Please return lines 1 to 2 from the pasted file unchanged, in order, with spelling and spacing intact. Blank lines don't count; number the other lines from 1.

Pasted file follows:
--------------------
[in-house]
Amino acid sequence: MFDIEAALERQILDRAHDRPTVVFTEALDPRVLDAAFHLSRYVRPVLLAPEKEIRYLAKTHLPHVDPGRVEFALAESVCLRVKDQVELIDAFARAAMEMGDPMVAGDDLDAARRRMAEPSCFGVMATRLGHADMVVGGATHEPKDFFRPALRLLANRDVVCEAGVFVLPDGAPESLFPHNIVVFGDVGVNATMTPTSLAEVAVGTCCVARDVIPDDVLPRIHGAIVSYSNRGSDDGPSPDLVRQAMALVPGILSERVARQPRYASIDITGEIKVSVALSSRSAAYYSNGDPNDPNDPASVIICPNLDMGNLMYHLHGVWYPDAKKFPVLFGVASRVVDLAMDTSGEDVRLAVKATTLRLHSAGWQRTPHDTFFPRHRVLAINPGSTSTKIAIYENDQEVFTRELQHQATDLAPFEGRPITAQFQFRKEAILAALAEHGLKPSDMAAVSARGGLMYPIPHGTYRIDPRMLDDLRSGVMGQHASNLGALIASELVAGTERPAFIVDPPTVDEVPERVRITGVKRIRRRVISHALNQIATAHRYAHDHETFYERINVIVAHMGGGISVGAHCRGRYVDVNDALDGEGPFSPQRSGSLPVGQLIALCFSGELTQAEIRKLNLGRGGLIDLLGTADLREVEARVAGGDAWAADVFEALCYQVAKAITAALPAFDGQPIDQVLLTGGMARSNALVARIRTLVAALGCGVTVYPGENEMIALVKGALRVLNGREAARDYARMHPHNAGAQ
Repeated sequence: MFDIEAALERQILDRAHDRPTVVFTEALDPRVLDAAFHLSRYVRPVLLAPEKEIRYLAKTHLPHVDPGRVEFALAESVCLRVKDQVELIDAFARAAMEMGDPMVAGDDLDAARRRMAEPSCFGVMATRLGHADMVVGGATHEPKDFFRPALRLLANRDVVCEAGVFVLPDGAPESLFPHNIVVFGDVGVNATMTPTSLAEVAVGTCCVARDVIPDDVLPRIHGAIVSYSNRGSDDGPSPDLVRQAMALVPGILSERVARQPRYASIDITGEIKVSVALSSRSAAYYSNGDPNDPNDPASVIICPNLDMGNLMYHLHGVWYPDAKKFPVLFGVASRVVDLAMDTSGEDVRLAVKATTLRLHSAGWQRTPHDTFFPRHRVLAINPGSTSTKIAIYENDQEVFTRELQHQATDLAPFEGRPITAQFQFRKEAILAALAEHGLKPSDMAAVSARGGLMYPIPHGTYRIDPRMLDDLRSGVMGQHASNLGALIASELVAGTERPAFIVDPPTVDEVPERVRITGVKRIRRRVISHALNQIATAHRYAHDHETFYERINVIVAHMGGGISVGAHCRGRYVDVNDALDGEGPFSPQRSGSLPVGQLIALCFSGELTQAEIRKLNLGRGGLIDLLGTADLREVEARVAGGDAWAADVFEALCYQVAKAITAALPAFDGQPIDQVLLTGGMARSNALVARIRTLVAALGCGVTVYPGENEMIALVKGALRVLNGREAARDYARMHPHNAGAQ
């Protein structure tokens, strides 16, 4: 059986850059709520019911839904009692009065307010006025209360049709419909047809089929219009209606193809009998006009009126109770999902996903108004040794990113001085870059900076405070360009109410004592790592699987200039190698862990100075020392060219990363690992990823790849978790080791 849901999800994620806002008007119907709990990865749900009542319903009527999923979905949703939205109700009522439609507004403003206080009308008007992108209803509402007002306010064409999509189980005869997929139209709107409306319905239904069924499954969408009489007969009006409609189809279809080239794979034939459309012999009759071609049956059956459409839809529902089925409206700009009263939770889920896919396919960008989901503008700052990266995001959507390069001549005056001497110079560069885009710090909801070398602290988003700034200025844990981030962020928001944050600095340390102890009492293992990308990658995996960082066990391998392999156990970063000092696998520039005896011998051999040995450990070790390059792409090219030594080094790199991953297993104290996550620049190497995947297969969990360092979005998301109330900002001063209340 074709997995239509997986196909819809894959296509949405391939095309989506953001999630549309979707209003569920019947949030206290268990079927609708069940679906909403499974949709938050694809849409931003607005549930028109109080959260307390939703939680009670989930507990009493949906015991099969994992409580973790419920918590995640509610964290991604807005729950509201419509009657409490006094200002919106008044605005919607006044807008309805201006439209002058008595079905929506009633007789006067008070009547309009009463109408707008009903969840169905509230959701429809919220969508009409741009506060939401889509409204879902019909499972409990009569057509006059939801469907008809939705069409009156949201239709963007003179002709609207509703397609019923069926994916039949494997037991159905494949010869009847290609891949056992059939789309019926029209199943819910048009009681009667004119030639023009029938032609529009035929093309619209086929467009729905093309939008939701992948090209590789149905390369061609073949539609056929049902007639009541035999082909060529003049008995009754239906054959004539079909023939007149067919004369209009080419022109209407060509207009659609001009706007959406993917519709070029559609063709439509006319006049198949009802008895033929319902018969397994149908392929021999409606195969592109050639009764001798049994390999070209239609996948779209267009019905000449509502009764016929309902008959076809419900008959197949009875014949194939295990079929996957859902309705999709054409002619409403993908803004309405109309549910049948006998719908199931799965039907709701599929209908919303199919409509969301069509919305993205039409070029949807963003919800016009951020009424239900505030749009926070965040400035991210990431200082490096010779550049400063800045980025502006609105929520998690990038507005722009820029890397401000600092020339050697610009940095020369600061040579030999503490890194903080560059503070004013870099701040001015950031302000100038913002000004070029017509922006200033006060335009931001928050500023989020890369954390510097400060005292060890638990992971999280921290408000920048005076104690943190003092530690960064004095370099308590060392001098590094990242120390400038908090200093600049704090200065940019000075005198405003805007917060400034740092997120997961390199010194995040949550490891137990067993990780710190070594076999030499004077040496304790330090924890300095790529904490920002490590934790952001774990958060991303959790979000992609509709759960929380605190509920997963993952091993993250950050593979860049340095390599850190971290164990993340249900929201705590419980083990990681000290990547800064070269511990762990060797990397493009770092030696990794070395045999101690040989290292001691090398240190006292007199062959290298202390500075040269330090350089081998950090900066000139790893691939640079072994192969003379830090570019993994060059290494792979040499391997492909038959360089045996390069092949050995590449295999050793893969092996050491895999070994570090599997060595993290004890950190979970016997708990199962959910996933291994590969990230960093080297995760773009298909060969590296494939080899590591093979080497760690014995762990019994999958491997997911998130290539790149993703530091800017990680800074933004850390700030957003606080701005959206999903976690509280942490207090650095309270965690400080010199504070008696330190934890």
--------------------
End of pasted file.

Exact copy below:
[in-house]
Amino acid sequence: MFDIEAALERQILDRAHDRPTVVFTEALDPRVLDAAFHLSRYVRPVLLAPEKEIRYLAKTHLPHVDPGRVEFALAESVCLRVKDQVELIDAFARAAMEMGDPMVAGDDLDAARRRMAEPSCFGVMATRLGHADMVVGGATHEPKDFFRPALRLLANRDVVCEAGVFVLPDGAPESLFPHNIVVFGDVGVNATMTPTSLAEVAVGTCCVARDVIPDDVLPRIHGAIVSYSNRGSDDGPSPDLVRQAMALVPGILSERVARQPRYASIDITGEIKVSVALSSRSAAYYSNGDPNDPNDPASVIICPNLDMGNLMYHLHGVWYPDAKKFPVLFGVASRVVDLAMDTSGEDVRLAVKATTLRLHSAGWQRTPHDTFFPRHRVLAINPGSTSTKIAIYENDQEVFTRELQHQATDLAPFEGRPITAQFQFRKEAILAALAEHGLKPSDMAAVSARGGLMYPIPHGTYRIDPRMLDDLRSGVMGQHASNLGALIASELVAGTERPAFIVDPPTVDEVPERVRITGVKRIRRRVISHALNQIATAHRYAHDHETFYERINVIVAHMGGGISVGAHCRGRYVDVNDALDGEGPFSPQRSGSLPVGQLIALCFSGELTQAEIRKLNLGRGGLIDLLGTADLREVEARVAGGDAWAADVFEALCYQVAKAITAALPAFDGQPIDQVLLTGGMARSNALVARIRTLVAALGCGVTVYPGENEMIALVKGALRVLNGREAARDYARMHPHNAGAQ